Most recently, Jordan Peterson was the target of a full-length Hollywood film that exemplified the secular West’s assault on males.
Reviewer Victoria Marshall of The Federalist discusses the film “Don’t Worry Darling,” in which an unseen villain manipulates gullible young men through well-crafted internet contact, leading them to perform horrific deeds. Olivia Wilde, the film’s director, has said that Peterson served as inspiration for this role and that she was impressed by the ability to communicate with big groups of young men.
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Many young people look up to Peterson as an inspiration. His devotees will learn from him, among other things, the importance of personal responsibility and “slaying the dragon” inside, the value of surrounding oneself with positive influences, and the fact that one’s dreams are within reach if one works hard to become the greatest version of oneself.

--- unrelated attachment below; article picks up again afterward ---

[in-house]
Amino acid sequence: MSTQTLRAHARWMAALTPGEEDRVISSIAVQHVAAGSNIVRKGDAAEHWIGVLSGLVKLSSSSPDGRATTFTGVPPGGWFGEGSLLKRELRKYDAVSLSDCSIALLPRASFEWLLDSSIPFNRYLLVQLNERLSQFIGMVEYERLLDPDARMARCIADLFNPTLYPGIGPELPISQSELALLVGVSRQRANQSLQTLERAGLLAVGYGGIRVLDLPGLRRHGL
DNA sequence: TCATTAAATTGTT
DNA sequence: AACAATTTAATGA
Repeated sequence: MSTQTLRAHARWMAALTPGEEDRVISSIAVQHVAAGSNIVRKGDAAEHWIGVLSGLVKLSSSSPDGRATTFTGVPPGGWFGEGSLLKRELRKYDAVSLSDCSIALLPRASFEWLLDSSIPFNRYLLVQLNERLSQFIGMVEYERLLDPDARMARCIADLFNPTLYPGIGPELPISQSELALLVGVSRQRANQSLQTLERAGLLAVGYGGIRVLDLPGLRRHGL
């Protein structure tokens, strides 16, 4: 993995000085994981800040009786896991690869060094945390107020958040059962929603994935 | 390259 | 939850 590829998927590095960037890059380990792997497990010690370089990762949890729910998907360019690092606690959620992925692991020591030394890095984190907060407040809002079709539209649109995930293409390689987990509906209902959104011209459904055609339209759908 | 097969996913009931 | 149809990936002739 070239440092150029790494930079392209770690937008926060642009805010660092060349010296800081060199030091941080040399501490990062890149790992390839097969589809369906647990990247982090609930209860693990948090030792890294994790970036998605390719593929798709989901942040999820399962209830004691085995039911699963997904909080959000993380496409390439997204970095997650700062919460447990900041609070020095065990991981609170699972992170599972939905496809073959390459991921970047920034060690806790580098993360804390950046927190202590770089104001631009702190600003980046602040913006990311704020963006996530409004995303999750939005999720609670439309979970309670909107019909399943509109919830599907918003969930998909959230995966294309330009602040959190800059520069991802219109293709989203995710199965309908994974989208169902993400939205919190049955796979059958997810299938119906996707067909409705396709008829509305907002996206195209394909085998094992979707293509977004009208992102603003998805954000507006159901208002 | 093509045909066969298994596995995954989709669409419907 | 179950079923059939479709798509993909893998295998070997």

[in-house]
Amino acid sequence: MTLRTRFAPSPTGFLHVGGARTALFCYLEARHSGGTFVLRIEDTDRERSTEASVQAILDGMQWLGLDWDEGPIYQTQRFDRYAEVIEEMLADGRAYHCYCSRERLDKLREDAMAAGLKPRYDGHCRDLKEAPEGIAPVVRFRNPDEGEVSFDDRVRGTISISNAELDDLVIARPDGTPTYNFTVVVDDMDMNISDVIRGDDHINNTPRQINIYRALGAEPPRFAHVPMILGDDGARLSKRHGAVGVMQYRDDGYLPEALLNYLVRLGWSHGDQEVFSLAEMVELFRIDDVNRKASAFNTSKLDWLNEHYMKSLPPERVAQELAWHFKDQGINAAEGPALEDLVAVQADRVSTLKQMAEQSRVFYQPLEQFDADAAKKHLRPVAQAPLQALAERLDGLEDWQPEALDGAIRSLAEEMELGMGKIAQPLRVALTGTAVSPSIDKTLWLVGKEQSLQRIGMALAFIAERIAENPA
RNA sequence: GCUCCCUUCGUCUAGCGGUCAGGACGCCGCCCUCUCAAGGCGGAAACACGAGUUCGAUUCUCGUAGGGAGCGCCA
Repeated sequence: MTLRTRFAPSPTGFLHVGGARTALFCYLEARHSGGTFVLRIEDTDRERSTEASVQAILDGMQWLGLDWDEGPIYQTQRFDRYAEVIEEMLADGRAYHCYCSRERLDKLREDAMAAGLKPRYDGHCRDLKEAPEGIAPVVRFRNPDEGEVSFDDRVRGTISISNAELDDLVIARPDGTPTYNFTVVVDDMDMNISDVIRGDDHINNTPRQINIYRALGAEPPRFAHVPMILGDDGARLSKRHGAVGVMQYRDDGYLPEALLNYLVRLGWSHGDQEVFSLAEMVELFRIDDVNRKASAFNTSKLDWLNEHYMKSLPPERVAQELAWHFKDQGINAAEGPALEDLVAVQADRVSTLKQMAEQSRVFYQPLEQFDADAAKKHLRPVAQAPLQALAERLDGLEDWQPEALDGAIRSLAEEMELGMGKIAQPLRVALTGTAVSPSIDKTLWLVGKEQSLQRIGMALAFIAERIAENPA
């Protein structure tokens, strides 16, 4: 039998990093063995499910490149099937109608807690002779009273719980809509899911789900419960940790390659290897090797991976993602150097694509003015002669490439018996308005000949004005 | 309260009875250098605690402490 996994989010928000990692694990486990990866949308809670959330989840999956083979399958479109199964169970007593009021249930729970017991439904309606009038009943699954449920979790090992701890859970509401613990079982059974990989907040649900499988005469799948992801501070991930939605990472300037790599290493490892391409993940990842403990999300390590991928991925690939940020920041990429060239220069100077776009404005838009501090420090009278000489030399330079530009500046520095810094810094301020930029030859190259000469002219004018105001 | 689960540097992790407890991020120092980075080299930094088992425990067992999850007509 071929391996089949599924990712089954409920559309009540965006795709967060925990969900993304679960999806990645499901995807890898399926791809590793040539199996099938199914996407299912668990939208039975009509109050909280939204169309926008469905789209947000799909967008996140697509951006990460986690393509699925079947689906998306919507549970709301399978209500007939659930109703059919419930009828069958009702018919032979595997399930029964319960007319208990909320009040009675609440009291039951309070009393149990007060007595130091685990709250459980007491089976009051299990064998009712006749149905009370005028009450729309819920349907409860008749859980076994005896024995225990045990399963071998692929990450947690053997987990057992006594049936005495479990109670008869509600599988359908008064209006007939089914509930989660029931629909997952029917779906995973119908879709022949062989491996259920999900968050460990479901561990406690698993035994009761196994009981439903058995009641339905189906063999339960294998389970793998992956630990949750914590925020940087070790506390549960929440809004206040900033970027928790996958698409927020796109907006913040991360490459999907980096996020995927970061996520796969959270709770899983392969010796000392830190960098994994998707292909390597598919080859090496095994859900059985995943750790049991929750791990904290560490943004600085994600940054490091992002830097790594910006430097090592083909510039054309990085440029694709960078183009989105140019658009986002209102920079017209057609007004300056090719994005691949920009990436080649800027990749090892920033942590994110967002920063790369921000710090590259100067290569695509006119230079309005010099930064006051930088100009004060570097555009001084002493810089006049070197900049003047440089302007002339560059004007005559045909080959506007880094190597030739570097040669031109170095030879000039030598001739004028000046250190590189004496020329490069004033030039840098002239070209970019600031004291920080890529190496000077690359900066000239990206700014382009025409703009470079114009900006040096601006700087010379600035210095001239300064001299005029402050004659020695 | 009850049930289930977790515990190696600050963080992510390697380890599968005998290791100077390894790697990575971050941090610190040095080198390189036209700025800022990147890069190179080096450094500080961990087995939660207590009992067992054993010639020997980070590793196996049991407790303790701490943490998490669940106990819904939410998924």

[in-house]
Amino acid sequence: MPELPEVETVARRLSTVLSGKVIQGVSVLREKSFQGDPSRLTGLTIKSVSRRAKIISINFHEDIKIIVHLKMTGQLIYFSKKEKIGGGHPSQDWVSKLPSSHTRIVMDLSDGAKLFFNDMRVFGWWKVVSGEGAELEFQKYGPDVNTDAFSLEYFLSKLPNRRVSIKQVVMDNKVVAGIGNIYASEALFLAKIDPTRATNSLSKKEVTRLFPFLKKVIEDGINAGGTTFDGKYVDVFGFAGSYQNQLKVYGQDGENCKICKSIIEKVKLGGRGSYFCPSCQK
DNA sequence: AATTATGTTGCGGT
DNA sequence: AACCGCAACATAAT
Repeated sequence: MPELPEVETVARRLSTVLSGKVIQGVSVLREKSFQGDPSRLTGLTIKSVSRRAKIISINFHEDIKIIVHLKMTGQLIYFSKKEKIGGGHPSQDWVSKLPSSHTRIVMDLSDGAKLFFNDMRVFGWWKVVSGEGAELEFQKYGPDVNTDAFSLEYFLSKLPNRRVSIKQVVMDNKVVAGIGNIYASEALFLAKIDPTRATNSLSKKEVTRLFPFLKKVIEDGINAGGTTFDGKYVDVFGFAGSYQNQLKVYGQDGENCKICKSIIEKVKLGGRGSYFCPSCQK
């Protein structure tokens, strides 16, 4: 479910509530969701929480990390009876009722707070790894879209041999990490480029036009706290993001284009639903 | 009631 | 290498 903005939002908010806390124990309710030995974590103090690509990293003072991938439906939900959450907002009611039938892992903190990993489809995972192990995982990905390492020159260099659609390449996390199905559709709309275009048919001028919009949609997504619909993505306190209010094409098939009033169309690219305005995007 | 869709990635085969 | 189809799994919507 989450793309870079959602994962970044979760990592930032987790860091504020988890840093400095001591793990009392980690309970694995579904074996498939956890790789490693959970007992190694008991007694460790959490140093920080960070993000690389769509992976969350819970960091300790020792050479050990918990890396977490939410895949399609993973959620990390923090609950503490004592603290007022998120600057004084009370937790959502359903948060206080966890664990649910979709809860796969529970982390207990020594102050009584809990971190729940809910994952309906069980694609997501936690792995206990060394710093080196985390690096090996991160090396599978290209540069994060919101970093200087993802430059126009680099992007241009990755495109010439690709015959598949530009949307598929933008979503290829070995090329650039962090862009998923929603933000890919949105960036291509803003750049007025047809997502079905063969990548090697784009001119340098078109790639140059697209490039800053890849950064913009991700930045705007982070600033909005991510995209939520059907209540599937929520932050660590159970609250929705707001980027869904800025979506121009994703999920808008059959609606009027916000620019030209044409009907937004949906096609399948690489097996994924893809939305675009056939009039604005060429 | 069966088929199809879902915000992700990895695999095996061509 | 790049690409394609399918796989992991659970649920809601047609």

If people like Peterson didn’t exist, more men would become bitter as a result of their experiences. That’s a certain recipe for disaster.
Peterson was stepping up to fill the void left by the lack of male role models for young men by encouraging them to take accountability for themselves. He urges them to become more than mindless zombies whose greatest joy in life is the satisfaction of their cravings by telling them that they can be more. He provides them with inspiration and optimism at a time when people in their demographic are at an increased risk of dropping out of school, overdosing, and killing themselves.